Woebot’s interface is easy to use and familiar, utilizing technologies that have been adapted to work within common messaging apps, and design techniques that can be seen throughout a multitude of websites and apps. Woebot is so familiar, that, looking at the interaction with the Amazon messaging assistant below, one could easily presume that the two technologies are the same or, at least, directly related: Both utilize a limited messenger-style interface, both heavily rely on decision trees, both have a limited ability to parse and respond to free text inputs that do not contain appropriate keywords, and both run into a similar potential for interactor’s to apply inappropriate mental models while participating in the chatbot environment.

source: Amazon

In an exploratory study of mental models in customer service chatbots, researchers Ordemann et al. (2021) noted that: “Some researchers have reported on what may be considered to be a ‘gulf’ between user expectations and the realities of conversational user interfaces” (20). In order to better-understand this phenomenon, this study’s researchers asked the question: “What characterizes the mental models that individuals apply during customer service chatbot interactions?” and, in interviews with participants, produced some fascinating results (Ibid, 22). In particular:

  • Participants began interactions with customer service chatbots with the assumption and understanding that natural human language could be used while interacting with chatbots. However, overtime, this understanding shifted and participants stated their need to use very short phrases and keywords for productive communication (Ibid, 26).
  • Participants had an implicit assumption that customer service chatbots understood context (Ibid, 26). However, as interactions continued, participants described customer service chatbots as being “non-adaptive and lacking in creativity” (Ibid, 26). Many participants even doubted customer service chatbots had the ability to learn (Ibid, 26).

Clearly, participants of this study fell victim to—and then escaped from—the “Eliza Effect”… but was that there fault? One could argue that interactors with Woebot—not a customer service chatbot, but a chatbot that nonetheless performs kind of like one—could just as easily fall victim to the “Eliza Effect,” in part, because of the way that the combinatorial technology is marketed (“AI+NLP,” adorable reified robot mascot, lack of transparency into the workings of its proprietary technology). The lack of clarity with regards to what Woebot actually is combined with general public confusion regarding what AI and its derivative technologies are make for a rather unique problem; Woebot Health Inc has developed a wonderful combinatorial technology that functions very well but is set up for faulty Human Computer Interactions due to a misalignment between the technology and its marketing which essentially primes low-information interactors to incorrectly interface with its system. This is unfortunate, precisely because insight into the modules that make up the combinatorial technology give way to a very human-centric view of both how it actually works and how it is able to help interactors suffering from depression and anxiety… It brings tens of thousands (or more!) of people together, tracks the similarities between individuals’ experiences, and, through NLP and incredibly advanced algorithms, presents users with information proven to be most useful to folks who’ve shared similar experiences. In other words, it is a medium through which you can “talk” to experts and other similarly struggling interactors while retaining control over your privacy. Woebot is not magic and it is not an all-knowing intelligent robot, if anything, it might be best described using Rollo Carpenter’s description of Jabberwacky: “a conversational Wikipedia”… it is you and everyone else (+technology).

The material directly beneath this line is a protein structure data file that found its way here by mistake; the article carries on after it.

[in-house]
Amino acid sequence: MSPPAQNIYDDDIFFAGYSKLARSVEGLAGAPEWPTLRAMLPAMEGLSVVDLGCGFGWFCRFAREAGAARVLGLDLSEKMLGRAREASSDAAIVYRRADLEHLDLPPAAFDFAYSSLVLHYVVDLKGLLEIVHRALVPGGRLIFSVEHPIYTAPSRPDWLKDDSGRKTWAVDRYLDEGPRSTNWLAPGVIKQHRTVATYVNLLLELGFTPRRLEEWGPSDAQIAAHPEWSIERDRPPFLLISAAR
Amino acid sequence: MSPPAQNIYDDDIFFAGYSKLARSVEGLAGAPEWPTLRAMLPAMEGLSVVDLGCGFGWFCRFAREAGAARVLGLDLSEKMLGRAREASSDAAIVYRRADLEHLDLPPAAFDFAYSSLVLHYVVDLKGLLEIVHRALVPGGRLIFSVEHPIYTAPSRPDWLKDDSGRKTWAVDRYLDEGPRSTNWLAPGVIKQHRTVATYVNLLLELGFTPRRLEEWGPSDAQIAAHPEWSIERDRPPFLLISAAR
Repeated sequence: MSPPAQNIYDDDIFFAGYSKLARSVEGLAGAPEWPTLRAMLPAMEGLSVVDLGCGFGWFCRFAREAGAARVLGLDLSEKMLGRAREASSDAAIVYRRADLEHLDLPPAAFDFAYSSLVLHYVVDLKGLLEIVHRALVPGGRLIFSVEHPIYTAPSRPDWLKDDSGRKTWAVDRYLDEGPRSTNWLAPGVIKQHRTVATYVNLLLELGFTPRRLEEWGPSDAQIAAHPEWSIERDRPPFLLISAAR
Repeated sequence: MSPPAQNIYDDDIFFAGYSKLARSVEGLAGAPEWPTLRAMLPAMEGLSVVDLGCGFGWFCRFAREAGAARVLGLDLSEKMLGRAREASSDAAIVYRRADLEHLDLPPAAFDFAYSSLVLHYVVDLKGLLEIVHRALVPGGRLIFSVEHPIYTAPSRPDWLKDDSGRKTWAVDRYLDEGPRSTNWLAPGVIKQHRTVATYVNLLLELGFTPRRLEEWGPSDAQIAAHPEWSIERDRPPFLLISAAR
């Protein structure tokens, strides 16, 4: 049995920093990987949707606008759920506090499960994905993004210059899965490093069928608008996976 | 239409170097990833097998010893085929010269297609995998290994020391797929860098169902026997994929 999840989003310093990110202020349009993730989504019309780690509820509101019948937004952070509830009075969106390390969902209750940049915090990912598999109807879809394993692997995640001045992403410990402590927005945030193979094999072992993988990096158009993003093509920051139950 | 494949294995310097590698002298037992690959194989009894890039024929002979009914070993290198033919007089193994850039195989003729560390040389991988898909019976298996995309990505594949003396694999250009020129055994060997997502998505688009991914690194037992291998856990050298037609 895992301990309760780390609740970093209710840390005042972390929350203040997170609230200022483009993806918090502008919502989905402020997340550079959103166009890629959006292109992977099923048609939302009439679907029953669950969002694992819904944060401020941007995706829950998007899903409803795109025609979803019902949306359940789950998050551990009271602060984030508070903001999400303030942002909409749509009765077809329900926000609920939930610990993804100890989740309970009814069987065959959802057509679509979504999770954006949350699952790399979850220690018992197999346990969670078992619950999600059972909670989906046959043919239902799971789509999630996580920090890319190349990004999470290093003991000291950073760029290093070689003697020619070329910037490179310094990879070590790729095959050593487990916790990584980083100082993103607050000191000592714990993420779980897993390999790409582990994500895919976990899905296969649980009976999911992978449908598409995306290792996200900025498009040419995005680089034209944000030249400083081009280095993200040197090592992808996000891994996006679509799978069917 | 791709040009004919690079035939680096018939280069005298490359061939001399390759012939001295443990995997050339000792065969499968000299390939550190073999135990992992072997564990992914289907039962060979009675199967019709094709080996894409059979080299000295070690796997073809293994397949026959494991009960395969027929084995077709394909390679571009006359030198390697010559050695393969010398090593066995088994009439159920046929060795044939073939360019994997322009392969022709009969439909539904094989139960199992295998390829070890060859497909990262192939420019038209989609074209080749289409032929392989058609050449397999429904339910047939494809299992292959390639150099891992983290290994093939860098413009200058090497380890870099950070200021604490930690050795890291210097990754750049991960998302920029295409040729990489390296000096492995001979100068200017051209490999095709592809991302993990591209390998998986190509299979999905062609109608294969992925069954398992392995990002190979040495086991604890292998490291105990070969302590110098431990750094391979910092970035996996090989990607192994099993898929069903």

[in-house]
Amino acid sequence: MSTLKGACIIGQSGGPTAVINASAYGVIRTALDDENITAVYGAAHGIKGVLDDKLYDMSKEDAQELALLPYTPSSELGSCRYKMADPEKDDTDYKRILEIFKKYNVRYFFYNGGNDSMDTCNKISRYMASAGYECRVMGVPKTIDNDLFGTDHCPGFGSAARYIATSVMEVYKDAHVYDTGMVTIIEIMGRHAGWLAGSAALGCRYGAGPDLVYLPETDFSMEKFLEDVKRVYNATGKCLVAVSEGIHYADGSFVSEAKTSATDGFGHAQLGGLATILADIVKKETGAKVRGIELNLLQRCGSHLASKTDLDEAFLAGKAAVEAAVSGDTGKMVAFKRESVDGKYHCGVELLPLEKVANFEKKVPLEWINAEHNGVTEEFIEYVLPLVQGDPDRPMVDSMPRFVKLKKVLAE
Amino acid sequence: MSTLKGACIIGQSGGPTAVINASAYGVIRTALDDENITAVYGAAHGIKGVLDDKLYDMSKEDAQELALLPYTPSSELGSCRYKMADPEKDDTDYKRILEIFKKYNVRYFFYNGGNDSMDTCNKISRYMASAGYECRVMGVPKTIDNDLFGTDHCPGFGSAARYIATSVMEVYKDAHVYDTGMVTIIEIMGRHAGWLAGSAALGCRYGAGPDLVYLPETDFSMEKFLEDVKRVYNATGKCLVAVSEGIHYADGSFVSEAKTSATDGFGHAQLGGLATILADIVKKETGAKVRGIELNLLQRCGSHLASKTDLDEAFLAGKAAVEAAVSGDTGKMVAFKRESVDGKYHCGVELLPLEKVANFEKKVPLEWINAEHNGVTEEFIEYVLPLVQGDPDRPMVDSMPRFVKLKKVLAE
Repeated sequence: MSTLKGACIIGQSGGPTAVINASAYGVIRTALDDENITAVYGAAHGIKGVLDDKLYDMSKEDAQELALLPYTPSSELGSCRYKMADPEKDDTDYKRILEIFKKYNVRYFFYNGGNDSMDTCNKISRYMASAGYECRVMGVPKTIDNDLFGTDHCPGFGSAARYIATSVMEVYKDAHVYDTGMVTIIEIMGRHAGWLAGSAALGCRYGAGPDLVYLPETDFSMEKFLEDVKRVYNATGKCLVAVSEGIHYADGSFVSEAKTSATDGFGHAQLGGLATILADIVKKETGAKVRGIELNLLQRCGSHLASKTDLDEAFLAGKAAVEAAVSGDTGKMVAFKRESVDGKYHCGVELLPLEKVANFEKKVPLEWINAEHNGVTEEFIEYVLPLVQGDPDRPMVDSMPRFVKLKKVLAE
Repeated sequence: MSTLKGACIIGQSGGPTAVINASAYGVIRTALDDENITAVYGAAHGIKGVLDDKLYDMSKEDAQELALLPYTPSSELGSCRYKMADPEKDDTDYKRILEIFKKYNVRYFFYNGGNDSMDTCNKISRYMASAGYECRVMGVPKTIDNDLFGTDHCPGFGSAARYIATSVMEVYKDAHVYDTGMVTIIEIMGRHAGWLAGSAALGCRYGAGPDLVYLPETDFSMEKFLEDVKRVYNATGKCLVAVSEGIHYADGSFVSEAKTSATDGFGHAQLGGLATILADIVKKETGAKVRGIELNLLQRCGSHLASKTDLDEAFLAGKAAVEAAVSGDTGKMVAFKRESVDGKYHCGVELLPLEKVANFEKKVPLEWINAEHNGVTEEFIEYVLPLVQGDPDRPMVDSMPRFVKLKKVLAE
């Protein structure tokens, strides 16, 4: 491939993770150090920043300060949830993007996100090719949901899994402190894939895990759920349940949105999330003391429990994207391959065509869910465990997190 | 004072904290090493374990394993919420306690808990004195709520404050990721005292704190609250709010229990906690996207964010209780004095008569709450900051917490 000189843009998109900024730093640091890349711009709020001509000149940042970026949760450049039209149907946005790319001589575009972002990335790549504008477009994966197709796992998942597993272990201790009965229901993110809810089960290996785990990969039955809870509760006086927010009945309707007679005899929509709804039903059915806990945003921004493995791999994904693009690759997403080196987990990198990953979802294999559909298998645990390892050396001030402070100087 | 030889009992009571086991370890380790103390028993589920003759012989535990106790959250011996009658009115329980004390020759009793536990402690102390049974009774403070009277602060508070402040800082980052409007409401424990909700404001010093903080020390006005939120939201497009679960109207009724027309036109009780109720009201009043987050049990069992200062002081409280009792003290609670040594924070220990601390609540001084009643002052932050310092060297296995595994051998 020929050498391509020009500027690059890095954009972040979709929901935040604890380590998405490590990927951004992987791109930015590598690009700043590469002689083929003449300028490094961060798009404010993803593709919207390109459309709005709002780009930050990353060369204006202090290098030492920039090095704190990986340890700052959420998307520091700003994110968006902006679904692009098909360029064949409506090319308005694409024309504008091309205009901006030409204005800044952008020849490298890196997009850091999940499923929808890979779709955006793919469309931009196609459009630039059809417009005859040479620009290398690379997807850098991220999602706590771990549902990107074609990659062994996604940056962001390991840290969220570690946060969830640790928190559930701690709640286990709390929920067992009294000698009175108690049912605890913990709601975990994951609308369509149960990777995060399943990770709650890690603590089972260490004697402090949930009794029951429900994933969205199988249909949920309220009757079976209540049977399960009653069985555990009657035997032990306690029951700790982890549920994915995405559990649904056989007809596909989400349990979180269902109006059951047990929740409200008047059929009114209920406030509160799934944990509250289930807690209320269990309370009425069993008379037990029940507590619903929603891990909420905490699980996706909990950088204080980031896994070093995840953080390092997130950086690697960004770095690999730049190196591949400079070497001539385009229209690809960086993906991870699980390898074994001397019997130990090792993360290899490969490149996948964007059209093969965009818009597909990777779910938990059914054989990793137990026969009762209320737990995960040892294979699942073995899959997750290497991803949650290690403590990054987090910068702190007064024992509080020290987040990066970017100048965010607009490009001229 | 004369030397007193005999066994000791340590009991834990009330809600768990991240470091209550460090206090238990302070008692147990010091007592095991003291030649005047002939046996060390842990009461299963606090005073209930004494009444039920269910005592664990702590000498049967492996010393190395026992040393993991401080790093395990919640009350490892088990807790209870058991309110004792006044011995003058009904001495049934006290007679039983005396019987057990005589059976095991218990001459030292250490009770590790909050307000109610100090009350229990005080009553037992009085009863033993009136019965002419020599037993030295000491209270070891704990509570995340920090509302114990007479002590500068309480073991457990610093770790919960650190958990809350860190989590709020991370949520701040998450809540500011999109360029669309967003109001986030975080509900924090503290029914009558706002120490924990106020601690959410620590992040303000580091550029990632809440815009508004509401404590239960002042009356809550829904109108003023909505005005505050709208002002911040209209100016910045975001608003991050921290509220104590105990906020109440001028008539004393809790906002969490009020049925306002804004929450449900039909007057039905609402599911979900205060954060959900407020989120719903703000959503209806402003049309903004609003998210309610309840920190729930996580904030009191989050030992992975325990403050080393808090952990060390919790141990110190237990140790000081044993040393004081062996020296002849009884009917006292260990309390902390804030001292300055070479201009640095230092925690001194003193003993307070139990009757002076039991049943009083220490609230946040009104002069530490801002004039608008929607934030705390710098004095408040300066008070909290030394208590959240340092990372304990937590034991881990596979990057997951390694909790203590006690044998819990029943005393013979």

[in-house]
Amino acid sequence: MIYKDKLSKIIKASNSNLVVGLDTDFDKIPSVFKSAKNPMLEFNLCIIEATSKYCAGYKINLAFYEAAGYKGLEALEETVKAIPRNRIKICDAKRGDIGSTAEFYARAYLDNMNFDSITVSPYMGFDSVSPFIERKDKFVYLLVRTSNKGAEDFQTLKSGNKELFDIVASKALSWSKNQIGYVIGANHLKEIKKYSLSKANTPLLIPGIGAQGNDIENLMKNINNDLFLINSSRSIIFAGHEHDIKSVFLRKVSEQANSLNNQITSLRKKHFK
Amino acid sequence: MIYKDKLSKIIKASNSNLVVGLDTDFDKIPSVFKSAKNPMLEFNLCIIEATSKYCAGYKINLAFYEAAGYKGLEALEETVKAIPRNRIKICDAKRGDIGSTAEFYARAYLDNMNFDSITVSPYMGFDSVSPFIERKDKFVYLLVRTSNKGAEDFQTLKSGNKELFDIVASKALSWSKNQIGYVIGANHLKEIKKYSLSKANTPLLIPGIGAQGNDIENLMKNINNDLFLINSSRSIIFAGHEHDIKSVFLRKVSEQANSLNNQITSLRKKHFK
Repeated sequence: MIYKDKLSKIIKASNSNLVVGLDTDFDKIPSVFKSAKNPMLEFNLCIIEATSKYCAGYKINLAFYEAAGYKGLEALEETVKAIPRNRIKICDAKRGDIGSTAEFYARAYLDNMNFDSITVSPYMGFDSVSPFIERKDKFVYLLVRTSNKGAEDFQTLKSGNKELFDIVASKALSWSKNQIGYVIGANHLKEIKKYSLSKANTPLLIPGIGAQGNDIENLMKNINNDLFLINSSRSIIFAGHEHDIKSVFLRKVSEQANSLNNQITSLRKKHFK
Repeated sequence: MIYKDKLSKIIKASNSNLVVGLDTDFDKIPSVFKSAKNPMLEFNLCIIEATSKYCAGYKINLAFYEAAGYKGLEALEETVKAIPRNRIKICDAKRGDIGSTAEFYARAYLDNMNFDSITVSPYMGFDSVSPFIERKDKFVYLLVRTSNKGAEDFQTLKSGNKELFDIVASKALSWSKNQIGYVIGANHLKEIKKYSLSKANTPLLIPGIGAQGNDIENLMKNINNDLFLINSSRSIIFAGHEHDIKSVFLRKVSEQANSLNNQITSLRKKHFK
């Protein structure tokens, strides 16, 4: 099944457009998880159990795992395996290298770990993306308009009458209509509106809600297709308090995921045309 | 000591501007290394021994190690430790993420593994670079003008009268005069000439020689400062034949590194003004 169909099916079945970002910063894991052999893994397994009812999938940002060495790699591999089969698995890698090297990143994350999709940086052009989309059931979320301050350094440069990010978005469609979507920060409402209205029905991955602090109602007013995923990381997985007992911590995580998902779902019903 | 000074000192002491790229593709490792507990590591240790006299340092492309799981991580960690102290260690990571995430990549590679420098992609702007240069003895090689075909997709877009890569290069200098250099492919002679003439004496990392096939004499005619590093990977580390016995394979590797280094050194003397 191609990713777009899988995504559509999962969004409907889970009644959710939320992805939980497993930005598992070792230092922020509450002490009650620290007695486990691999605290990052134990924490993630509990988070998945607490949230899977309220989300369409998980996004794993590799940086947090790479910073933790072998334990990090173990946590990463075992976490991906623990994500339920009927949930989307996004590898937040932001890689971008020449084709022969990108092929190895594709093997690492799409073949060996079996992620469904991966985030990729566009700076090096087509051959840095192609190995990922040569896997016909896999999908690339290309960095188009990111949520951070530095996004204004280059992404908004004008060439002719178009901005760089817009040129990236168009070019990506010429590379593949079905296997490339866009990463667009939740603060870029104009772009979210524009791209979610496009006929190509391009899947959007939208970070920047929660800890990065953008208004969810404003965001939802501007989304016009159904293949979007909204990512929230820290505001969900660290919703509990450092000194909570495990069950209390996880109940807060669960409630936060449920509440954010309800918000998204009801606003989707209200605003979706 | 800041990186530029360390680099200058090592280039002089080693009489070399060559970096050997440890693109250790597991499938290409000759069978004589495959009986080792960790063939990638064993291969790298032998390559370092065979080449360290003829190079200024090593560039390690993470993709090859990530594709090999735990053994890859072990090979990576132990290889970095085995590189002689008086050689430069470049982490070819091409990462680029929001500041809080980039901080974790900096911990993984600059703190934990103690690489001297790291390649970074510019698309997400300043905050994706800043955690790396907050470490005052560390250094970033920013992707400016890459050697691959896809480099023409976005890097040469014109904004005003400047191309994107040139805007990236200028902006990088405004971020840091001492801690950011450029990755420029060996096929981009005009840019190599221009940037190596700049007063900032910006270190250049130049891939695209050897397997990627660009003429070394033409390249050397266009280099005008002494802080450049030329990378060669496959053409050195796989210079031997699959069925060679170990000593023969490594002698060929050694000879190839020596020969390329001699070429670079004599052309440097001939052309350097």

Works Cited